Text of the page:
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JFHSQT

The physics of La Scala IIs and folded horns in general

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Last night my wife and I were enjoying some tunes on the La Scala II and SVS SB16-Ultra combo.

 

She was amazed when I explained that the bass we were hearing was not coming from the giant LS II cabinets, but mostly from the SVS at the back of the room. It really is an auditory illusion, as it sounded 100% like the sound was coming from the front soundstage, until I hit the Mute button on the SVS and the bass shrunk significantly down to the LSII's folded horns. I should note that we were just listening to a live George Michael recording (MTV Unplugged, "Older,") so the bass was essentially 60-80Hz bass guitar and soft kick - nothing that was really outside of the range of the LSIIs.

 

She couldn't understand why these giant speaker cabinets taking up her living room were not able to produce the same kind of bass as the SB16 – looking at the big folded horn woofers, it seemed like (to her) they would be capable of producing much more bass than she was hearing.

 

So I tried to explain that the speakers were that large not necessarily to produce "deep bass," but to produce distortion-free sound without resonance peaks... the speaker design was more about eliminating distortion and creating a deep and even sound field with smoother response than using up all that room to create tons of bass.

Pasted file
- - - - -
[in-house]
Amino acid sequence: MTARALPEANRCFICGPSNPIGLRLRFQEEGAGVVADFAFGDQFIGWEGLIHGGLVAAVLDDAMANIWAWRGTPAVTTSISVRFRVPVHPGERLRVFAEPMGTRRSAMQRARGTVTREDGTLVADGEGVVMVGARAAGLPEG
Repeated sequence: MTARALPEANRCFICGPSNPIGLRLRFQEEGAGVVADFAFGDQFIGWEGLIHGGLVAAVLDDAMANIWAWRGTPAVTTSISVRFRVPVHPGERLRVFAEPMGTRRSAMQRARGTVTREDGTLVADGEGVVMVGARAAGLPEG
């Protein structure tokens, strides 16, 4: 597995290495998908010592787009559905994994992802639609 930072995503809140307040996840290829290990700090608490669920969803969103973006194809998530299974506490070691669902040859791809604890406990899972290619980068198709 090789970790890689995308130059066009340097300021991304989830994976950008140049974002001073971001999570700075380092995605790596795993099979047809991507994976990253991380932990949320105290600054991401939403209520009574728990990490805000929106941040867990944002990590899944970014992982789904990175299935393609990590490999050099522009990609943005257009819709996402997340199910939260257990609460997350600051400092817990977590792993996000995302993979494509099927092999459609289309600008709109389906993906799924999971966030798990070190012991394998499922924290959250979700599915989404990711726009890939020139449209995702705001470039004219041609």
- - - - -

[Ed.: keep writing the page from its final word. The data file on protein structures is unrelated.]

That being said, I realized I myself didn't have a good explanation as to the physics behind how and why these speakers are built. I know that the essential philosophy behind PWK's designs was to maximize efficiency, eliminate distortion, and as a result this sacrifices bass response. 

 

But is there a quick and easy primer someone could share on why these speakers were designed the way they are - what is the end-goal and how does this design serve that purpose?

 

Thanks!

 

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The design goal is efficiency.  A horn does it by trapping an air column against the driver cone so that its movement is tightly coupled to the air to produce vibration in the air.  That tight coupling allows for very small cone/diaphragm movement at a given loudness where the driver is very linear and mildly stressed reducing a myriad of distortions.  The low frequency limit (cutoff, fc) of a horn is defined by its length.  Compare the sound of the cheerleader's megaphone to one you make from a sheet of paper.  It is only the length of the a La Scala bass horn that prevents it from playing 30 Hz loudly.  The same woofer in a K-horn goes that low pretty well. 

 

Folding makes the bass horn occupy less space in a room.  Were it to be unfolded and built with a single path, it would be 3 feet long (with a mouth that is actually too small), compare to a K-horn's ~7 foot long horn path. 

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When first being introduced to horns, the following helped me.